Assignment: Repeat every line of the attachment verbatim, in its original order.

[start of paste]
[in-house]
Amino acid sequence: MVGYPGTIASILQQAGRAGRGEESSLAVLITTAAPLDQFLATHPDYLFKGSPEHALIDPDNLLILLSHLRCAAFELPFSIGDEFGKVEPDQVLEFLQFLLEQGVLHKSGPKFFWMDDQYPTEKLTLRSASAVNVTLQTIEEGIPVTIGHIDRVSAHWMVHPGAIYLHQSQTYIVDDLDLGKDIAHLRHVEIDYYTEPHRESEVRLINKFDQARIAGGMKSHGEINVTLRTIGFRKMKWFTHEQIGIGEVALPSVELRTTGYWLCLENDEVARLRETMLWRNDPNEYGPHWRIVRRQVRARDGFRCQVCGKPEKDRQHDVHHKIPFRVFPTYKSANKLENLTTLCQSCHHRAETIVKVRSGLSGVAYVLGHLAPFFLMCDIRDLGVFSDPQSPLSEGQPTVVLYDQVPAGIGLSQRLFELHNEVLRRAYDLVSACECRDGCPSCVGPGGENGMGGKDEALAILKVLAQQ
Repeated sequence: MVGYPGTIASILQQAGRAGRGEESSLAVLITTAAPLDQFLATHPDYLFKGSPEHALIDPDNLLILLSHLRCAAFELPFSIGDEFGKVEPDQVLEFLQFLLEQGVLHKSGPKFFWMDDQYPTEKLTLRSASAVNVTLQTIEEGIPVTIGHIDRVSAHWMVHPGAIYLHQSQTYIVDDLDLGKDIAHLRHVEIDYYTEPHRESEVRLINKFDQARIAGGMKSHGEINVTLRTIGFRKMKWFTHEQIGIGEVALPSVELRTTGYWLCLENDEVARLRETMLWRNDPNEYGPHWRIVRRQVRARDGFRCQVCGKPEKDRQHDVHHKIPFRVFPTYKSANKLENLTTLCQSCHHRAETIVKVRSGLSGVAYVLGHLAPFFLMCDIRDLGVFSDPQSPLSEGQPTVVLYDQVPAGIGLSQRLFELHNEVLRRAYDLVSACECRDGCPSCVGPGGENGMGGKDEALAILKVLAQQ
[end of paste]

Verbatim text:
[in-house]
Amino acid sequence: MVGYPGTIASILQQAGRAGRGEESSLAVLITTAAPLDQFLATHPDYLFKGSPEHALIDPDNLLILLSHLRCAAFELPFSIGDEFGKVEPDQVLEFLQFLLEQGVLHKSGPKFFWMDDQYPTEKLTLRSASAVNVTLQTIEEGIPVTIGHIDRVSAHWMVHPGAIYLHQSQTYIVDDLDLGKDIAHLRHVEIDYYTEPHRESEVRLINKFDQARIAGGMKSHGEINVTLRTIGFRKMKWFTHEQIGIGEVALPSVELRTTGYWLCLENDEVARLRETMLWRNDPNEYGPHWRIVRRQVRARDGFRCQVCGKPEKDRQHDVHHKIPFRVFPTYKSANKLENLTTLCQSCHHRAETIVKVRSGLSGVAYVLGHLAPFFLMCDIRDLGVFSDPQSPLSEGQPTVVLYDQVPAGIGLSQRLFELHNEVLRRAYDLVSACECRDGCPSCVGPGGENGMGGKDEALAILKVLAQQ
Repeated sequence: MVGYPGTIASILQQAGRAGRGEESSLAVLITTAAPLDQFLATHPDYLFKGSPEHALIDPDNLLILLSHLRCAAFELPFSIGDEFGKVEPDQVLEFLQFLLEQGVLHKSGPKFFWMDDQYPTEKLTLRSASAVNVTLQTIEEGIPVTIGHIDRVSAHWMVHPGAIYLHQSQTYIVDDLDLGKDIAHLRHVEIDYYTEPHRESEVRLINKFDQARIAGGMKSHGEINVTLRTIGFRKMKWFTHEQIGIGEVALPSVELRTTGYWLCLENDEVARLRETMLWRNDPNEYGPHWRIVRRQVRARDGFRCQVCGKPEKDRQHDVHHKIPFRVFPTYKSANKLENLTTLCQSCHHRAETIVKVRSGLSGVAYVLGHLAPFFLMCDIRDLGVFSDPQSPLSEGQPTVVLYDQVPAGIGLSQRLFELHNEVLRRAYDLVSACECRDGCPSCVGPGGENGMGGKDEALAILKVLAQQ